Learn about how and why events are grouped into errors.
Bugsnag aims to group instances of the same event together to give you a clear view of which issues are having the biggest impact on your users whilst minimizing unnecessary noise.
In most cases the default grouping achieves this but if you would like to change the grouping behavior, Bugsnag provides a range of options as described below.
The reason an error is grouped is displayed on the error view.
Grouped with other events sharing the same error class, file and line number of the top in-project stackframe of the innermost exception.
On most platforms the Bugsnag notifier will automatically detect in-project stackframes, but sometimes additional configuration is required to set the root directory of your project. See the docs for your platform.
Grouped with other events originating from the same error class of the innermost exception. The error classes can be configured in Project Settings > Group by error class.
This can be used to group certain errors that may occur from many different parts of your application. For example a database outage may generate
DatabaseConnectionErrors from every location that you access the database, but they are all caused by the same issue.
Grouped with other events sharing the same context that occur in any of the named error classes configured for the project. The error classes can be configured in Project Settings > Group by error context.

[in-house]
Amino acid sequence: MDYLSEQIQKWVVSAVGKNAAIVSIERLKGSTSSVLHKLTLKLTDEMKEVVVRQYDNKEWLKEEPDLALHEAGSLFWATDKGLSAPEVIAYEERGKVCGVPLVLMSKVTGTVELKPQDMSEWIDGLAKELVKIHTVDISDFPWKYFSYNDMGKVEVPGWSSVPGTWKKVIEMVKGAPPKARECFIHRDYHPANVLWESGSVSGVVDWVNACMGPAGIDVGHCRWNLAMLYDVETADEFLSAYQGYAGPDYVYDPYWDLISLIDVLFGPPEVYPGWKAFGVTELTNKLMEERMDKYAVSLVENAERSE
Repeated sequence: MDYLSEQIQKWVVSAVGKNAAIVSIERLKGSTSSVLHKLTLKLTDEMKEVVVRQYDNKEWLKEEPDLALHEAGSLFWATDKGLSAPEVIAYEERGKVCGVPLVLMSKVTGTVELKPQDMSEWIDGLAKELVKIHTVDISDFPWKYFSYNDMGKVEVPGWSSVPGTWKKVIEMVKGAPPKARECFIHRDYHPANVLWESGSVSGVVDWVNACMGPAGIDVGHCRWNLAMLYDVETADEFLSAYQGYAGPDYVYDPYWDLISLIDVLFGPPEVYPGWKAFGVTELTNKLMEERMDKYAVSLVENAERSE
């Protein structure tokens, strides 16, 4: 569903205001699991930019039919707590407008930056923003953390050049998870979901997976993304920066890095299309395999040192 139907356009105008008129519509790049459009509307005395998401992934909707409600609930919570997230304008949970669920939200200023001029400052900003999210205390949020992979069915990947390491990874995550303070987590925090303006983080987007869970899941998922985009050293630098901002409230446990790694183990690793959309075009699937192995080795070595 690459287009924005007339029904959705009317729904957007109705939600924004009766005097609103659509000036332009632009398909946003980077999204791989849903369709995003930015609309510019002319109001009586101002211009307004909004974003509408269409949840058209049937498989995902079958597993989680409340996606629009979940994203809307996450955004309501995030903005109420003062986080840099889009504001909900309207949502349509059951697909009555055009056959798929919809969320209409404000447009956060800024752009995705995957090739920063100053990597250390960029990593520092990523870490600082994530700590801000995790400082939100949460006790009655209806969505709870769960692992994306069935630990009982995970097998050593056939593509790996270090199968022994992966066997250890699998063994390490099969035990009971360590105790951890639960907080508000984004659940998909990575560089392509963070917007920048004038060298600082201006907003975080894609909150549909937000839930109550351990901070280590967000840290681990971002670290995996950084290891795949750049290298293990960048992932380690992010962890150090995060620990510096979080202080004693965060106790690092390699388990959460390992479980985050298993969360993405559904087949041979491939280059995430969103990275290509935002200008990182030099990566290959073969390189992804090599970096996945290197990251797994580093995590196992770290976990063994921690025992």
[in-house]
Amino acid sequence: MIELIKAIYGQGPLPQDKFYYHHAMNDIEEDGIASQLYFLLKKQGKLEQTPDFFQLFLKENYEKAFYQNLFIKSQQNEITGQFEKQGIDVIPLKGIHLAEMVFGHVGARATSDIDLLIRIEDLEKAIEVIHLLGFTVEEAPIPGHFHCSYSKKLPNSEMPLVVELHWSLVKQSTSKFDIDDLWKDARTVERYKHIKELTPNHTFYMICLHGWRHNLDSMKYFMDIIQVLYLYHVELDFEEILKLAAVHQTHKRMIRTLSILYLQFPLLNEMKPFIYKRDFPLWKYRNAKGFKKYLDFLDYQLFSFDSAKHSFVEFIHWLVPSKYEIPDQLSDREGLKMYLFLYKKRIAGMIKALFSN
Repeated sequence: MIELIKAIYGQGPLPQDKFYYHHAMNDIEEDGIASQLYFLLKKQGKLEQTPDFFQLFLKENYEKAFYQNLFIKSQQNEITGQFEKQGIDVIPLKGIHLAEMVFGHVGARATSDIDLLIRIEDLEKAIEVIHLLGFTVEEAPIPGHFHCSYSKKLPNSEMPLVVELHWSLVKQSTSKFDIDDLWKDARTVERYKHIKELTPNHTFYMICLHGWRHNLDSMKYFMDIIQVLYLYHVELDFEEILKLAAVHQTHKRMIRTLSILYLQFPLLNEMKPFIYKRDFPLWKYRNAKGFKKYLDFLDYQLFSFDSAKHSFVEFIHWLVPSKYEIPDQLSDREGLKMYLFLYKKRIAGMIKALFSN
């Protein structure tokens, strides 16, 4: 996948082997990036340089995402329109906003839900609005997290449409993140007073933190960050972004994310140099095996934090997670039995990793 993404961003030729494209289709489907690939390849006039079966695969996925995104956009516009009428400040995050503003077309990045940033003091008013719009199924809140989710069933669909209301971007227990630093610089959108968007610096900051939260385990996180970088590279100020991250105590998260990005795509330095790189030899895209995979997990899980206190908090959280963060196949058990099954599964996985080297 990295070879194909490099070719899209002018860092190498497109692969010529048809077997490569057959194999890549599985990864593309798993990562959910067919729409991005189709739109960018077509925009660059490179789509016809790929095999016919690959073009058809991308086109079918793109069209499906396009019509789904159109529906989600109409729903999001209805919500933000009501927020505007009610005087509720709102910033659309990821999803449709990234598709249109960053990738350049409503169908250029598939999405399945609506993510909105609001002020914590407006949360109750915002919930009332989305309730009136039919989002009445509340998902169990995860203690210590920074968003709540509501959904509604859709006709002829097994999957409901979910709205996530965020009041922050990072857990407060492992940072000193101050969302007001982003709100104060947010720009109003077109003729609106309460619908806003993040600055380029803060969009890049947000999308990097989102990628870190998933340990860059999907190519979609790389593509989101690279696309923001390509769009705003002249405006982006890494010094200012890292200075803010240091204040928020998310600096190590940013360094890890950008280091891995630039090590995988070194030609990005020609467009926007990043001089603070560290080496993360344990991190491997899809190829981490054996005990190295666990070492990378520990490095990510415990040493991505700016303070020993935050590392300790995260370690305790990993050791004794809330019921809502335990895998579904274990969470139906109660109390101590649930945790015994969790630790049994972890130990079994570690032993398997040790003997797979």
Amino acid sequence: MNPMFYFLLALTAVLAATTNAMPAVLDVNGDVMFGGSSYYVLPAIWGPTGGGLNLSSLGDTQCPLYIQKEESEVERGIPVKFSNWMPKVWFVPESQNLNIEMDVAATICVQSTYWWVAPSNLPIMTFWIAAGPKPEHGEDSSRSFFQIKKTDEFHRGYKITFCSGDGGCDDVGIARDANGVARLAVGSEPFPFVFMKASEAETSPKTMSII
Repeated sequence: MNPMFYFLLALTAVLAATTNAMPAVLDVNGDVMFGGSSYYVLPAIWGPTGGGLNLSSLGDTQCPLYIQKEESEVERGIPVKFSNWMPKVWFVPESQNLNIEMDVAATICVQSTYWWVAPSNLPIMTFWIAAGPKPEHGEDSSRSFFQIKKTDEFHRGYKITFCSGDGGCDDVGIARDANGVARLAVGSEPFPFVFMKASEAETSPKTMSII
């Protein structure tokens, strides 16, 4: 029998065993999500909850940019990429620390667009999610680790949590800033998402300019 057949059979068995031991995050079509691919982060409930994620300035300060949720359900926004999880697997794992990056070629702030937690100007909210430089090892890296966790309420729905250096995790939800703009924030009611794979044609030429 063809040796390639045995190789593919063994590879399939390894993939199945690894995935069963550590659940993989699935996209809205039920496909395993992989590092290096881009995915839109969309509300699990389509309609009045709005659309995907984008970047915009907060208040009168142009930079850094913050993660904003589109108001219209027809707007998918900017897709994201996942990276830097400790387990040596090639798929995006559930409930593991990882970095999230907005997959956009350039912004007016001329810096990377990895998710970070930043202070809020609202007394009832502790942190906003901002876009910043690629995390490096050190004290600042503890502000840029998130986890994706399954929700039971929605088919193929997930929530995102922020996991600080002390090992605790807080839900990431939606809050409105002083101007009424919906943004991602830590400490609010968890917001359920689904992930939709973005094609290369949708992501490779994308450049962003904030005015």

This can be used to group errors with the same cause that originate from the same part of your application. For example you may know that
TimeoutErrors originating from one part of your application (one context) will all have the same cause.
Grouped with other events sharing the same grouping hash. The grouping hash is set by configuring the Bugsnag notifier in your code. For specific instructions for configuring the grouping hash please see the documentation for your platform.
Using a custom grouping hash is for advanced users only and can be useful if you want fine-grained control over how errors are grouped.
Grouped with other events originating from the same point in the code.
Grouped with other events originating from the same method, file and line number.
Grouped with other events caused from the same page location.
Grouped with other events caused from the same script tag. This is used when no information is available about where the error occurred within the script.
Grouped with other events with the same error class when the script was evaluated using eval().
Grouped with other events sharing the same line number when the error is generated from a web worker.